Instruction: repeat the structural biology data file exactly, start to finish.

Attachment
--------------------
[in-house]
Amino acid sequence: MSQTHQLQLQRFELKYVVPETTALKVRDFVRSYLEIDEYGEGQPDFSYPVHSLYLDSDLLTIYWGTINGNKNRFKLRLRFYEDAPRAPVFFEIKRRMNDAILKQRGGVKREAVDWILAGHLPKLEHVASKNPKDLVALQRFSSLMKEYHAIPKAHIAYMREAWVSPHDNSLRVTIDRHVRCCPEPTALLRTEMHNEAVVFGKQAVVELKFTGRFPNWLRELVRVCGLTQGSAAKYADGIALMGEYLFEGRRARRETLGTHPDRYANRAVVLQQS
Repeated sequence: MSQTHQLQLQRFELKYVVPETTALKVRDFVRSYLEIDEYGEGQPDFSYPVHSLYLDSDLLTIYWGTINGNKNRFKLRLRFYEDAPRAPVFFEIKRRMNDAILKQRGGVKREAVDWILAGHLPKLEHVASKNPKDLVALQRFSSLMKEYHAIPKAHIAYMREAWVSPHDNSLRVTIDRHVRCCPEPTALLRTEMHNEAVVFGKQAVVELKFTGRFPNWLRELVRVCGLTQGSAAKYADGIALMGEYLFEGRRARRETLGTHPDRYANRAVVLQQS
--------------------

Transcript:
[in-house]
Amino acid sequence: MSQTHQLQLQRFELKYVVPETTALKVRDFVRSYLEIDEYGEGQPDFSYPVHSLYLDSDLLTIYWGTINGNKNRFKLRLRFYEDAPRAPVFFEIKRRMNDAILKQRGGVKREAVDWILAGHLPKLEHVASKNPKDLVALQRFSSLMKEYHAIPKAHIAYMREAWVSPHDNSLRVTIDRHVRCCPEPTALLRTEMHNEAVVFGKQAVVELKFTGRFPNWLRELVRVCGLTQGSAAKYADGIALMGEYLFEGRRARRETLGTHPDRYANRAVVLQQS
Repeated sequence: MSQTHQLQLQRFELKYVVPETTALKVRDFVRSYLEIDEYGEGQPDFSYPVHSLYLDSDLLTIYWGTINGNKNRFKLRLRFYEDAPRAPVFFEIKRRMNDAILKQRGGVKREAVDWILAGHLPKLEHVASKNPKDLVALQRFSSLMKEYHAIPKAHIAYMREAWVSPHDNSLRVTIDRHVRCCPEPTALLRTEMHNEAVVFGKQAVVELKFTGRFPNWLRELVRVCGLTQGSAAKYADGIALMGEYLFEGRRARRETLGTHPDRYANRAVVLQQS